Limitations on Exclusive Rights
The practice of "fair use" has been codified in section 107 of the U.S. Copyright Act. It states:
"Notwithstanding the provisions of sections 106 and 106A, the fair use of a copyrighted work, including such use by reproduction in copies or phonorecords or by any other means specified in that section, for purposes such as criticism, comment, news reporting, teaching (including multiple copies for classroom use), scholarship, or research, is not an infringement of copyright. In determining whether the use made of a work in any particular case is a fair use the factors to be considered shall include-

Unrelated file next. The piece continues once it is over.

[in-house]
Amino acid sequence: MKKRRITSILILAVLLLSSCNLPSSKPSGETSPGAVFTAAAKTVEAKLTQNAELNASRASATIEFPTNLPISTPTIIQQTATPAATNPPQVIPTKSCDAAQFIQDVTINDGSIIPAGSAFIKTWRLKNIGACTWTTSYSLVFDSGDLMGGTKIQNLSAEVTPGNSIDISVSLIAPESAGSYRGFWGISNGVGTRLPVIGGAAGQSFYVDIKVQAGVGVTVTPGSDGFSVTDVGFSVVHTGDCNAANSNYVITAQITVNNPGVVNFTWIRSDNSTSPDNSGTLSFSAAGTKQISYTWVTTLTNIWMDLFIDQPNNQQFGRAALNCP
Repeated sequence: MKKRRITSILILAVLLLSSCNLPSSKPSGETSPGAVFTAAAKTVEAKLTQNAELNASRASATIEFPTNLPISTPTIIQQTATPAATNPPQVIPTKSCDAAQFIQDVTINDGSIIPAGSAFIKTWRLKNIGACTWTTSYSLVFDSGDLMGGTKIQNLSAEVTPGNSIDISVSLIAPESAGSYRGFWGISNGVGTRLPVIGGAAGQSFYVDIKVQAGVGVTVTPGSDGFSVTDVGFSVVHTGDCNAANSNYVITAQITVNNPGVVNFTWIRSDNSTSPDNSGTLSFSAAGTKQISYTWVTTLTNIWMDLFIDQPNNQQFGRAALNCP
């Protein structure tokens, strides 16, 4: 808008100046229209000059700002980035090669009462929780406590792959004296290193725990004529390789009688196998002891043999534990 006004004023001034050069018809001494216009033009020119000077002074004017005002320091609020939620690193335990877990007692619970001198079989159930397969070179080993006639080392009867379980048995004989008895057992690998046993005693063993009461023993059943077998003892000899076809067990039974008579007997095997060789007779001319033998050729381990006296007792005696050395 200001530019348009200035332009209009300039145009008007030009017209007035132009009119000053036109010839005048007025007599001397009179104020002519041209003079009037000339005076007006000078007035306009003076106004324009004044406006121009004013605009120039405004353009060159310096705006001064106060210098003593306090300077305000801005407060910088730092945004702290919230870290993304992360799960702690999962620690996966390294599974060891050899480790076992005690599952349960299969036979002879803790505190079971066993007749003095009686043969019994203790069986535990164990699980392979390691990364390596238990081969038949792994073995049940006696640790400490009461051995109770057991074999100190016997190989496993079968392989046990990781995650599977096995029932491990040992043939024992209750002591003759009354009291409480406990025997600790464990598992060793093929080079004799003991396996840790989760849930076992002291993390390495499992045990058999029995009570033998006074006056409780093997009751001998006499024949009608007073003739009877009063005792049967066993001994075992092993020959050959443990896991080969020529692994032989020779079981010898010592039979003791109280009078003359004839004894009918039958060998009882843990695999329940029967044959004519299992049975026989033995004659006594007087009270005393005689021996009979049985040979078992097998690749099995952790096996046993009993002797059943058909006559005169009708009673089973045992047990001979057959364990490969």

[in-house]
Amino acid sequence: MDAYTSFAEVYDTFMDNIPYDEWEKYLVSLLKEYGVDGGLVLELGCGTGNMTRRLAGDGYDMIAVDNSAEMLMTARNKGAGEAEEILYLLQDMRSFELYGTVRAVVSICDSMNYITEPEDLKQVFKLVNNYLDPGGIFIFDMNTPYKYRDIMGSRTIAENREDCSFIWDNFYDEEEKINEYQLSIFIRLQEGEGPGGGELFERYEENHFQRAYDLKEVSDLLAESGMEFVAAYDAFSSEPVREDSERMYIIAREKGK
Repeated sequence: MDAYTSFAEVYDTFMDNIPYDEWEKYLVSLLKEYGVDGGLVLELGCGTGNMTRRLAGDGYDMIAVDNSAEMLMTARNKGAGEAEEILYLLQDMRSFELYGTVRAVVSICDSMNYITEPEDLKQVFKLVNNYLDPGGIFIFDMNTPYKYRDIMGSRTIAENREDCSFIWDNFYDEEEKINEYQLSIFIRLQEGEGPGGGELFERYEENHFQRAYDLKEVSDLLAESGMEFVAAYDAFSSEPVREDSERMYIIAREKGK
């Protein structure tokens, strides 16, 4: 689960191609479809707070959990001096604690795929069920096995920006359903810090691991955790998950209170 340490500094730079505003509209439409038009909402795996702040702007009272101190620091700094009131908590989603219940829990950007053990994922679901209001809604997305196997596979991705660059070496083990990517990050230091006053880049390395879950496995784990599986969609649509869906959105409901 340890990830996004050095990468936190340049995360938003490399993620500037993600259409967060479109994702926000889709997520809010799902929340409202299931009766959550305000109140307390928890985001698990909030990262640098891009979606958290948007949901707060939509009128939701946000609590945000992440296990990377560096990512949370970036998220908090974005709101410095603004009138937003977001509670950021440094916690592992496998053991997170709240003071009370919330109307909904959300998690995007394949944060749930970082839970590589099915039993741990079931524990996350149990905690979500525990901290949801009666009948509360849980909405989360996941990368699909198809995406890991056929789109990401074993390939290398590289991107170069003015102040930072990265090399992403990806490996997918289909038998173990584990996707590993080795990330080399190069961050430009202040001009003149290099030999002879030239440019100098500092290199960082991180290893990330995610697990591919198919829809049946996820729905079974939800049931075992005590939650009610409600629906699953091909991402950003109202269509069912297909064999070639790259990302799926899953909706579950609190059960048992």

The fact that a work is unpublished shall not itself bar a finding of fair use if such finding is made upon consideration of all the above factors. (17 U.S.C. ¤ 107)
On November 2, 2002, the "Technology, Education and Copyright Harmonization Act" (the TEACH Act), was signed into law. This legislation attempts to address the special needs of online distance education in regards to copyright requirements. At the same time, the TEACH Act is not a carte blanche for allowing any amount of content to be made accessible to distance education students.
In order for the use of copyrighted materials in distance education to qualify for the TEACH exemptions, the following criteria must be met:
(From Copyright Clearance Center, Copyright Basics: The TEACH Act)
For more information on Fair Use, its application to teaching, and best practices, see the following: